By THINKMD founder Dr Barry Finette

Anemia is a condition that affects tens of millions of people worldwide, especially adolescent girls and women living in low and middle income countries. The causes are multifactorial, including chronic disease and food insecurity limiting access to stable food sources.  A new report by UNICEF finds that acute malnutrition has risen by 25% since the 2020 pandemic crisis-hit countries and that adolescent girls and women struggle to access nutritious diets. 

Anemia is a condition in which a person’s blood has a lower than normal number of red blood cells or hemoglobin. Hemoglobin is a protein in red blood cells that carries oxygen from the lungs to the rest of the body. When a person has anemia, their body doesn’t get enough oxygen, which can lead to fatigue, weakness, organ damage and increased risk of acute and chronic diseases.  Women are particularly susceptible to anemia due to factors such as menstruation, pregnancy, malaria and breastfeeding. In addition, women who face food insecurity are more likely to develop anemia due to a lack of iron-rich foods in their diets.  Women who are pregnant and have anemia are at a higher risk of premature delivery and low birth weight babies. In severe cases, anemia can lead to heart problems, and even death. Preventing anemia in women who face a nutrition crisis is crucial.

The promising news is that treating acute anemia is safe and cheap.  Treating repeated anemia associated with chronic disease and malnutrition is more complex.  Providing access to nutritious foods such as meat, fish, and leafy green vegetables can help prevent anemia caused by iron deficiency. In addition, education about the importance of a balanced diet can help women make informed choices about what they eat.  Providing access to healthcare services is also important. Regular blood test screening can detect anemia early, allowing for early treatment and prevention of more serious health problems. There are also now advanced accurate probes available that negate the need for acquiring blood hemoglobin levels. Women who are pregnant or breastfeeding should receive regular prenatal care to ensure the health of both the mother and baby.  A key component to address this crisis is the need to fully understand the prevalence and incidence of anemia in low and middle income countries where blood screening and diagnosing at-risk populations are quite limited.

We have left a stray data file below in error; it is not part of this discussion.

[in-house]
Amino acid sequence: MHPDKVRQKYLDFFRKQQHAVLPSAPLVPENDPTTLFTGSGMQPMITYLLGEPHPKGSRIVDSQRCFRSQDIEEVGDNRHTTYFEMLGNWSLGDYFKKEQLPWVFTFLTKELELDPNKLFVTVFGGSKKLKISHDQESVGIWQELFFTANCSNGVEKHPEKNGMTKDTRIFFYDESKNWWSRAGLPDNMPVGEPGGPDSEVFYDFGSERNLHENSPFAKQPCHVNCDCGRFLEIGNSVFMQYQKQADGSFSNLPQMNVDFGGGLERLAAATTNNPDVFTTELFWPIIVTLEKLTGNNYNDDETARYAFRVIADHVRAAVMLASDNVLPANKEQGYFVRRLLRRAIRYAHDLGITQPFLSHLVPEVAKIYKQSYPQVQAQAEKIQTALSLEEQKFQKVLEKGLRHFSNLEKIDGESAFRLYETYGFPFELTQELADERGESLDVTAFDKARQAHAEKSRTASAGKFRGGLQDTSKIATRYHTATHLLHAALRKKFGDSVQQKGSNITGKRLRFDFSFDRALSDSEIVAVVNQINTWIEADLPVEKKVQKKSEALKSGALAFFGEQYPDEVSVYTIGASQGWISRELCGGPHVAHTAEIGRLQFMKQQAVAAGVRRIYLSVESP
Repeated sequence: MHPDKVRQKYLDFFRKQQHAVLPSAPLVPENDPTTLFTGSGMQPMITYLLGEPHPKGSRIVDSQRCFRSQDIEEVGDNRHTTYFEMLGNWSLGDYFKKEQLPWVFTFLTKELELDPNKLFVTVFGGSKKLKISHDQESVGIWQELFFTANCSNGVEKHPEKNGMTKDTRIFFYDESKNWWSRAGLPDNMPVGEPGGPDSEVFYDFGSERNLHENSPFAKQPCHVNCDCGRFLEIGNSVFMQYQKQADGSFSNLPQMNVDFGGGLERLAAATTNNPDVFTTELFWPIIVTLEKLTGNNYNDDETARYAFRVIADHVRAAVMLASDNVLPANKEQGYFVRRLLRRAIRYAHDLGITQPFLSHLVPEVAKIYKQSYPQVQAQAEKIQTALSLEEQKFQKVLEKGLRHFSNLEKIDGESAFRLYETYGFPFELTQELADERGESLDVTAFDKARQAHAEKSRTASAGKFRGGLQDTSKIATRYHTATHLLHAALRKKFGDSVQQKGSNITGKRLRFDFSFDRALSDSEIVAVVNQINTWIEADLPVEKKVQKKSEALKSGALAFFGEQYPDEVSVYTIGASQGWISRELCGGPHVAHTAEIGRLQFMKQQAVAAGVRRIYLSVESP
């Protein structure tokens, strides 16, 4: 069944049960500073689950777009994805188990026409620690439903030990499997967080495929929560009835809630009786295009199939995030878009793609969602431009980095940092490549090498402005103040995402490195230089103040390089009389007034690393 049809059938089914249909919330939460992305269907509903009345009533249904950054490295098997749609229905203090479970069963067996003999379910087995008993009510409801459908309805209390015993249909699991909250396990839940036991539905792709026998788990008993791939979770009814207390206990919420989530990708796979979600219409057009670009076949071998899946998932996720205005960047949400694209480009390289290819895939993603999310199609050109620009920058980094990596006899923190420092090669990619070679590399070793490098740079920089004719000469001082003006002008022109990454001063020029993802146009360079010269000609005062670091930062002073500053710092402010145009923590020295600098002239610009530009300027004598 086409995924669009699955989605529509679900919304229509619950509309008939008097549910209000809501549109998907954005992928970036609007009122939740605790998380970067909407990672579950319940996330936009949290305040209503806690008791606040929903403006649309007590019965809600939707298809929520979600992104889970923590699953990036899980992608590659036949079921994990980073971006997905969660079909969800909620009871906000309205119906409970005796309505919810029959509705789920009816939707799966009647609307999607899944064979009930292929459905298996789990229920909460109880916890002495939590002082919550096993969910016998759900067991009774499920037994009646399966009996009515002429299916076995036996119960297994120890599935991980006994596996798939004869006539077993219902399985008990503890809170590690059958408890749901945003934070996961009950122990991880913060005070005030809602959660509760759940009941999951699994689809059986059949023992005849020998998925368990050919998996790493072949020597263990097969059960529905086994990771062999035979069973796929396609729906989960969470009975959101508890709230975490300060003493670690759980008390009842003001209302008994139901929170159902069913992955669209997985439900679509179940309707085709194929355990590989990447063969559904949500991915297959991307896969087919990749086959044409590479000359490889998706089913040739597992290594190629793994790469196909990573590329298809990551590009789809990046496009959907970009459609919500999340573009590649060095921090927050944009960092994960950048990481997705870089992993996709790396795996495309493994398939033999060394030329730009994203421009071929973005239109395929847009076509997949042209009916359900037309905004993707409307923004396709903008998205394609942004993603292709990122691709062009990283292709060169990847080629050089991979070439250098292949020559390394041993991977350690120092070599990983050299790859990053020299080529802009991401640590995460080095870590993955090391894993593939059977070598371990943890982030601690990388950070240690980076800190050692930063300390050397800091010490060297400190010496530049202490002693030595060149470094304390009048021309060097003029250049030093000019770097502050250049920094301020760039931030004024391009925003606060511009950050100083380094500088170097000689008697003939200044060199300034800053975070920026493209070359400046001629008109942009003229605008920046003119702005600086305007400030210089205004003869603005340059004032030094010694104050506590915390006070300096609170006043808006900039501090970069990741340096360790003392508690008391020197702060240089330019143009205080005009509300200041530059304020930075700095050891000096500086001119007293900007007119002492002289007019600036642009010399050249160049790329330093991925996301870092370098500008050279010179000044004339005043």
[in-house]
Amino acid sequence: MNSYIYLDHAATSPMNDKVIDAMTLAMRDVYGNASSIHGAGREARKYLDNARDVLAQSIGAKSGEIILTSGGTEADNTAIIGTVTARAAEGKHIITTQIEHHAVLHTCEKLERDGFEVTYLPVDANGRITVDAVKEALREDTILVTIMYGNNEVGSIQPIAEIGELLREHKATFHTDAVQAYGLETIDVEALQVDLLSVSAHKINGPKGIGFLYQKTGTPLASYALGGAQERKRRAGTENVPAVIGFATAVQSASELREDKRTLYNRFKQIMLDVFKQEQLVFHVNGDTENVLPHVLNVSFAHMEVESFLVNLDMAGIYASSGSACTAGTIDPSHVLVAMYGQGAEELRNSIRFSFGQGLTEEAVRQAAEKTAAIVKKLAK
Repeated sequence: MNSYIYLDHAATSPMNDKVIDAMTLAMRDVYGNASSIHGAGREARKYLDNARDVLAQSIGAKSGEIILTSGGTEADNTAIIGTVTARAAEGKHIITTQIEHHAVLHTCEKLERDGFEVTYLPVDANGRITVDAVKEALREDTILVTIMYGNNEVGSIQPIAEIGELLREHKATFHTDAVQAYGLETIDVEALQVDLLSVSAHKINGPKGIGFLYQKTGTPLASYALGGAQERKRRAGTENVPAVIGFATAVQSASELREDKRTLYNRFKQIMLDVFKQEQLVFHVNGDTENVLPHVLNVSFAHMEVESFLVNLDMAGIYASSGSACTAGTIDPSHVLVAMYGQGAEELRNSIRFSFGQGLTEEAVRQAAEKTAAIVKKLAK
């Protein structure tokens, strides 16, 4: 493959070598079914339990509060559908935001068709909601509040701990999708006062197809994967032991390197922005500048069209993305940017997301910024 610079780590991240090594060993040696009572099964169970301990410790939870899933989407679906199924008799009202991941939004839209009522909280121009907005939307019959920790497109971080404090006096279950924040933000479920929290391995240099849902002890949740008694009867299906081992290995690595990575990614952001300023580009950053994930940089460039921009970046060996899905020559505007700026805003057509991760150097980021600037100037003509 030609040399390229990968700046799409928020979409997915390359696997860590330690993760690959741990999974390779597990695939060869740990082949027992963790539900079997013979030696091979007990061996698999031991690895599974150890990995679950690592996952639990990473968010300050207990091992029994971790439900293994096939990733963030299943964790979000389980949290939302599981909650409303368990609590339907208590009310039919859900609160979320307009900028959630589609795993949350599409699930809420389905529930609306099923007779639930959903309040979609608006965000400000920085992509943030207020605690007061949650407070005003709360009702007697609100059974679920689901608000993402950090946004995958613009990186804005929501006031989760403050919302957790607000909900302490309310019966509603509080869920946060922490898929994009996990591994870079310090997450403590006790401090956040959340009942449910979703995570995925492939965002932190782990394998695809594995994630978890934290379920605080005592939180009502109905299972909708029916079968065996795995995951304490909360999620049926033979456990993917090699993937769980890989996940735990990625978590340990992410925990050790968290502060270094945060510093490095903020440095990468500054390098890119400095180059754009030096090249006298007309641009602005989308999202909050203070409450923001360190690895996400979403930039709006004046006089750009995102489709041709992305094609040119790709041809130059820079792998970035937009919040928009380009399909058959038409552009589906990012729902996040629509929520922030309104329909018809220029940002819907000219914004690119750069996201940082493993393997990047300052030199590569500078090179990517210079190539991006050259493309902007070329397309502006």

THINKMD’s clinical intelligence platform guides frontline health workers, regardless of their level of clinical skill, to identify physical features or findings for risk of anemia. This is important especially in areas where laboratory testing or access to hemoglobin probes are simply not available.  Each clinical encounter facilitates anemia data at a program and country level to be acquired. Across the 10 countries that our technology is implemented, we identified 2,962 patients at risk for anemia in seven countries between January 2022 and February 2023, with 61.4% of those women.

The UNICEF report concludes:

The scale and consequences of undernutrition, micronutrient deficiencies and anemia in adolescent girls and women are being overlooked and under-recognized by families, society, governments, development and humanitarian communities, research and academia, media and the private sector. Unless decisive action is taken, we will collectively continue to fail adolescent girls and women, and jeopardize the survival, growth, development and well-being of their children.

With the mounting pressures on food and nutrition security and rapidly approaching deadlines for the global nutrition targets, governments and their development and humanitarian partners – national and international – must take the lead in accelerating progress for adolescent girls’ and women’s nutrition.

UNICEF’s findings reveal the slow global progress on nutrition in adolescent girls and women, and the multiple, interacting drivers that underlie this global crisis.

The UNICEF analysis focuses on undernutrition, micronutrient deficiencies and anemia because these forms of malnutrition affect the most vulnerable adolescent girls and women in low- and middle-income countries, especially in the context of the ongoing global food and nutrition insecurity. It illustrates that healthcare cannot be addressed in isolation; political policies, access to healthcare services and testing and the environment play a role in determining the health of individuals and communities.

Download the UNICEF report for more detail.